Support for Custom HTTP and SOAP Headers

Last modified: April 16, 2010

Applies to: SharePoint Server 2010

In this article
HTTP Headers
SOAP Headers
Custom SOAP Headers

With Web services, you can use HTTP headers or SOAP headers to provide application-specific information about the SOAP message; for example, you can provide authentication and payment information. BDC supports custom HTTP headers and SOAP headers for passing user name and password information to Web service calls.

BDC can send the user name and password stored in the Secure Store Provider as HTTP headers to Web service calls. The HTTP header values, that is, user name and password, are base 64 encoded. So in the Web service, you need to decode the values. Also you should use SSL for the Web services that use this feature as the user name and password values are not encrypted.

Note Note

The Web service binding should support the HTTP transport. Note that this is not a requirement for sending SOAP headers but only for sending HTTP headers.

To use HTTP headers, you must make the following changes in the application definition file:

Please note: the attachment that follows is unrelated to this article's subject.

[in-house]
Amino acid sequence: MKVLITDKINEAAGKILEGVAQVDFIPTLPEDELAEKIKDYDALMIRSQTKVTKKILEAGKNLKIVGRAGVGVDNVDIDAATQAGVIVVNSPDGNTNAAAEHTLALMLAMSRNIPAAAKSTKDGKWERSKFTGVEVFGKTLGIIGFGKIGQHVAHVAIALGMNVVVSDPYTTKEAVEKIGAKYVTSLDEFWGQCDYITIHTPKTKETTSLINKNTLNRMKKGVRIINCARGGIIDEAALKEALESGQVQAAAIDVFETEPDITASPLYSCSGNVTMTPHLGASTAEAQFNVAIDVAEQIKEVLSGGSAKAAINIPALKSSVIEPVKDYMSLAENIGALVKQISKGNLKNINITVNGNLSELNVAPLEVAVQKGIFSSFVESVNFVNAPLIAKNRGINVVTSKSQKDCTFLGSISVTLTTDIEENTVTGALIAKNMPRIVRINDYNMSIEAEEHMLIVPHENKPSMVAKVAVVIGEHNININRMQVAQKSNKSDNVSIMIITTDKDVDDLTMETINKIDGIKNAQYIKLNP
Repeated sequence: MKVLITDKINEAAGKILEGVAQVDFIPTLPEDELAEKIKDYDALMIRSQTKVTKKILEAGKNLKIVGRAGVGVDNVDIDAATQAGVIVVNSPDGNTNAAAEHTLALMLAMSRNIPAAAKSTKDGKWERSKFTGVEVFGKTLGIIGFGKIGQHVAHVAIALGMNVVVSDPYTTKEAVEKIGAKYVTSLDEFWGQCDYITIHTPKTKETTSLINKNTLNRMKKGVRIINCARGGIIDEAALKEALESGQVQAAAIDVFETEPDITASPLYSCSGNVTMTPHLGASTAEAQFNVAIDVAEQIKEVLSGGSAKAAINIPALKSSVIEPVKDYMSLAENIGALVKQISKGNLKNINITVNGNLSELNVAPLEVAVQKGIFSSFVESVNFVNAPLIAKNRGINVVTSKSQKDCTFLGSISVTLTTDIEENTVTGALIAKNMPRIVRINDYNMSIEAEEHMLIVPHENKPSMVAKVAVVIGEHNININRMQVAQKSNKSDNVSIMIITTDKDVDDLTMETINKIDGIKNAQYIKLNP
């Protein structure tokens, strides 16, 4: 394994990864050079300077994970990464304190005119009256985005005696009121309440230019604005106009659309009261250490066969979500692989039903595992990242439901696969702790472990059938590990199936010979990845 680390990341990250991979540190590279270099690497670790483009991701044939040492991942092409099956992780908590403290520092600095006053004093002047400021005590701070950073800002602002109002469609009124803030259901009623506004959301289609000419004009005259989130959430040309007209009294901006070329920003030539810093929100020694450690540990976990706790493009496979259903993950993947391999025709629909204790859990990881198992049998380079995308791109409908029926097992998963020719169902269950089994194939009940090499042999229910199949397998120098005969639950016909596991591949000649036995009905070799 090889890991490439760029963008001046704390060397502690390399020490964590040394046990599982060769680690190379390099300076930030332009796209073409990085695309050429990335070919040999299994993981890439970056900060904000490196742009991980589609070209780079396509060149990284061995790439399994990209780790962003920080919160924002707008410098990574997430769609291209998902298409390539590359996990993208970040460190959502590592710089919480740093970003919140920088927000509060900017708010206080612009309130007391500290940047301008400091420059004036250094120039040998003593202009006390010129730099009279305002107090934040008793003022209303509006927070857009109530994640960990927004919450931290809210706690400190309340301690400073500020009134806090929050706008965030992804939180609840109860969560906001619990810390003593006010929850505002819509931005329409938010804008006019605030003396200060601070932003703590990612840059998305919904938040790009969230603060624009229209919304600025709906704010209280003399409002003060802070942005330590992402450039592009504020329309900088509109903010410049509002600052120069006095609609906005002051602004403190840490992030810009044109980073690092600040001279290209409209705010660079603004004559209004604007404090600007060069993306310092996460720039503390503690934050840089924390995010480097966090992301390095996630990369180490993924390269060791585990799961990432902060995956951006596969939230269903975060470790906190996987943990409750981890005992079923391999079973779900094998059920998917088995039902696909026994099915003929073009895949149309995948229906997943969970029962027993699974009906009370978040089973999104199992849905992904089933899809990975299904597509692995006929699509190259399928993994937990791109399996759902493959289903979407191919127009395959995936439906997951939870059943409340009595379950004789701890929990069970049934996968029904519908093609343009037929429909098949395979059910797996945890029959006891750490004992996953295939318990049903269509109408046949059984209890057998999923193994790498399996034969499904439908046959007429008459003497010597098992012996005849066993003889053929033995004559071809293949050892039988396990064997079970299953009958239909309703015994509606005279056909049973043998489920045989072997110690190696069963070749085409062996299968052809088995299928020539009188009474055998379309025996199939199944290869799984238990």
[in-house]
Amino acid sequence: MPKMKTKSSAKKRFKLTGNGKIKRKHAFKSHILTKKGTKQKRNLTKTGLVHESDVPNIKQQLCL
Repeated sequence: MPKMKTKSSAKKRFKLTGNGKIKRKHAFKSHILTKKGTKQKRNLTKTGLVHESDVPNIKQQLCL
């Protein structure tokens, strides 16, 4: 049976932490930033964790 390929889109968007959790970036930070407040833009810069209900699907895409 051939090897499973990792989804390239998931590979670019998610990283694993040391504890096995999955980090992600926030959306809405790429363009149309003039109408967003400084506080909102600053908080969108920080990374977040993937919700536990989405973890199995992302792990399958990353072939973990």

1. Set the SecondarySsoApplicationId property of the LobSystemInstance element to the Target Application ID of the Secure Store application that contains the user name and password.

  2. Set the HttpHeaderUserName and HttpHeaderPassword properties of the method with the respective header names that the Web service expects.

Example

<LobSystemInstance Name="ContosoInstance" DefaultDisplayName="SimpleHTTPInstance">
  <Properties>
    <Property Name="LobSystemName" Type="System.String">Contoso</Property> 
    <Property Name="AuthenticationMode" Type="System.String">WindowsCredentials</Property> 
     …
     …
    <Property Name="SecondarySsoApplicationId" Type="System.String">Contoso</Property> 
  </Properties>
</LobSystemInstance>
<Method Name="HelloWorld" DefaultDisplayName="HelloWorld">
     <Properties>
        <Property Name="HttpHeaderUserName" Type="System.String">UserName</Property>
         <Property Name="HttpHeaderPassword" Type="System.String">UserPassword</Property>
      </Properties>
      …
</Method>

BDC can also send the user name and password stored in the Secure Store settings as SOAP headers to Web service calls. The SOAP header values (user name and password) are not base 64 encoded. So in the Web service, you can read the values directly as shown in the following example. However, you should use SSL for the Web services that use this feature because the user name and password values are not encrypted.